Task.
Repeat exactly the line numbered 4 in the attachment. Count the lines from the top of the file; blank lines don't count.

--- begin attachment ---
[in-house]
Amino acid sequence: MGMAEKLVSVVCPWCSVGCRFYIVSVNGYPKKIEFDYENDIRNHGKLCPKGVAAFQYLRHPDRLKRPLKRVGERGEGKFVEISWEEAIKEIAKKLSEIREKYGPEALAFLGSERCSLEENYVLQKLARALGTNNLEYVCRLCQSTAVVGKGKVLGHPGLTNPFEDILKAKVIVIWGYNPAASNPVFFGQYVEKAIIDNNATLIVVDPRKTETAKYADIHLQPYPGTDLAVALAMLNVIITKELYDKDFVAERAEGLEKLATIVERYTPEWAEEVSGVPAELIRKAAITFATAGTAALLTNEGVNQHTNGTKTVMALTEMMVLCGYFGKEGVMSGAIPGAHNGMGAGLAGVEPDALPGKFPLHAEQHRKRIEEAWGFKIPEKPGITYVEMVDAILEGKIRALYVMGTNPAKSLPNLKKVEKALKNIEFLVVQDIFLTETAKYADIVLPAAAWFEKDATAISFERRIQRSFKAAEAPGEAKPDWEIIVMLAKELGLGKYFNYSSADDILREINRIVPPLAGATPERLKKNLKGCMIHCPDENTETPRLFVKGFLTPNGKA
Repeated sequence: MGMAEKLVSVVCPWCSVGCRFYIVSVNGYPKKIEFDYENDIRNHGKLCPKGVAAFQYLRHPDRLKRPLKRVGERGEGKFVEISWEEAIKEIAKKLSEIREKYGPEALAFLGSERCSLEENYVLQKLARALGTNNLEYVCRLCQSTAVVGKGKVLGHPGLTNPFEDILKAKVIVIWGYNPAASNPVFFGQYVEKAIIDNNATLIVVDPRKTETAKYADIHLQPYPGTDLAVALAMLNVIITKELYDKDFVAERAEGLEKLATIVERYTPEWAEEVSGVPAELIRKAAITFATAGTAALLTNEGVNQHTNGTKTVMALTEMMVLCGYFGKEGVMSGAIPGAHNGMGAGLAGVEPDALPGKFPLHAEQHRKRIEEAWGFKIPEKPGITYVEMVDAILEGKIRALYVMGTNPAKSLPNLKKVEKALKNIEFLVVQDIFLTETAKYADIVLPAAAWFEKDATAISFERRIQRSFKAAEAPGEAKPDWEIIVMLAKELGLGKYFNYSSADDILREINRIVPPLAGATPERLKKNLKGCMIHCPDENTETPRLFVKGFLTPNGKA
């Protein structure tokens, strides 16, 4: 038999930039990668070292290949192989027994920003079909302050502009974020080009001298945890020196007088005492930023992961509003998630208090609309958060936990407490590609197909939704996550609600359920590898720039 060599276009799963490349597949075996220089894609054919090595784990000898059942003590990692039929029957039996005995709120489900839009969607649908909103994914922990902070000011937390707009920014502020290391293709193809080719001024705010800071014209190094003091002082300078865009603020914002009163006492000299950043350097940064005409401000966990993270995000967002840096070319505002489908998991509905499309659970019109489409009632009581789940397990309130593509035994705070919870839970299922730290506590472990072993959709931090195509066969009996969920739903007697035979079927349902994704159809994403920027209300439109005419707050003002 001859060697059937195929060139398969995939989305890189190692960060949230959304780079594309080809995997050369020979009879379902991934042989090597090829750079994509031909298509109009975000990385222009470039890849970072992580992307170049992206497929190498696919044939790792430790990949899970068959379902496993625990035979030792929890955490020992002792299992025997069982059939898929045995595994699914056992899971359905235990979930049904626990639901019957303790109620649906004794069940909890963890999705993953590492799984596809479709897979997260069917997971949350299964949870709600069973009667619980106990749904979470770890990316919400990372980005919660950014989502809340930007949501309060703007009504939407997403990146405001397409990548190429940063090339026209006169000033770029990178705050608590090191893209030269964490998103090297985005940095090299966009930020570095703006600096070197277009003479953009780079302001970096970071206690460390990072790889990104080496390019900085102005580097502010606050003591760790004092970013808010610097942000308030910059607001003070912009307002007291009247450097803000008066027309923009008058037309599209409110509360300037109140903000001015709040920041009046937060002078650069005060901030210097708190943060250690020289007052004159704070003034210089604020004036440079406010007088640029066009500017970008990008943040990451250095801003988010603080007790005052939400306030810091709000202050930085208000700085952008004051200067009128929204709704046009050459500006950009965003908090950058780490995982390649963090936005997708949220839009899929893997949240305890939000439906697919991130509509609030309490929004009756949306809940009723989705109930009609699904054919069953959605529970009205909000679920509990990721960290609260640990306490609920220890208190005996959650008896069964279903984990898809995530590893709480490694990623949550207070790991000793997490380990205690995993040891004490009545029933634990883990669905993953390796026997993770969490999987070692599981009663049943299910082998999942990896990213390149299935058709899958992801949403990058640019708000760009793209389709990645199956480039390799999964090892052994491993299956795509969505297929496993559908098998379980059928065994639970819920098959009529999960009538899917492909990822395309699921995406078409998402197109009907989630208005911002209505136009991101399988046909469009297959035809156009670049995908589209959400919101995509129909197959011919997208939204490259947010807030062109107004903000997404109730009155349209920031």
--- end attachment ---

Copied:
């Protein structure tokens, strides 16, 4: 038999930039990668070292290949192989027994920003079909302050502009974020080009001298945890020196007088005492930023992961509003998630208090609309958060936990407490590609197909939704996550609600359920590898720039 060599276009799963490349597949075996220089894609054919090595784990000898059942003590990692039929029957039996005995709120489900839009969607649908909103994914922990902070000011937390707009920014502020290391293709193809080719001024705010800071014209190094003091002082300078865009603020914002009163006492000299950043350097940064005409401000966990993270995000967002840096070319505002489908998991509905499309659970019109489409009632009581789940397990309130593509035994705070919870839970299922730290506590472990072993959709931090195509066969009996969920739903007697035979079927349902994704159809994403920027209300439109005419707050003002 001859060697059937195929060139398969995939989305890189190692960060949230959304780079594309080809995997050369020979009879379902991934042989090597090829750079994509031909298509109009975000990385222009470039890849970072992580992307170049992206497929190498696919044939790792430790990949899970068959379902496993625990035979030792929890955490020992002792299992025997069982059939898929045995595994699914056992899971359905235990979930049904626990639901019957303790109620649906004794069940909890963890999705993953590492799984596809479709897979997260069917997971949350299964949870709600069973009667619980106990749904979470770890990316919400990372980005919660950014989502809340930007949501309060703007009504939407997403990146405001397409990548190429940063090339026209006169000033770029990178705050608590090191893209030269964490998103090297985005940095090299966009930020570095703006600096070197277009003479953009780079302001970096970071206690460390990072790889990104080496390019900085102005580097502010606050003591760790004092970013808010610097942000308030910059607001003070912009307002007291009247450097803000008066027309923009008058037309599209409110509360300037109140903000001015709040920041009046937060002078650069005060901030210097708190943060250690020289007052004159704070003034210089604020004036440079406010007088640029066009500017970008990008943040990451250095801003988010603080007790005052939400306030810091709000202050930085208000700085952008004051200067009128929204709704046009050459500006950009965003908090950058780490995982390649963090936005997708949220839009899929893997949240305890939000439906697919991130509509609030309490929004009756949306809940009723989705109930009609699904054919069953959605529970009205909000679920509990990721960290609260640990306490609920220890208190005996959650008896069964279903984990898809995530590893709480490694990623949550207070790991000793997490380990205690995993040891004490009545029933634990883990669905993953390796026997993770969490999987070692599981009663049943299910082998999942990896990213390149299935058709899958992801949403990058640019708000760009793209389709990645199956480039390799999964090892052994491993299956795509969505297929496993559908098998379980059928065994639970819920098959009529999960009538899917492909990822395309699921995406078409998402197109009907989630208005911002209505136009991101399988046909469009297959035809156009670049995908589209959400919101995509129909197959011919997208939204490259947010807030062109107004903000997404109730009155349209920031």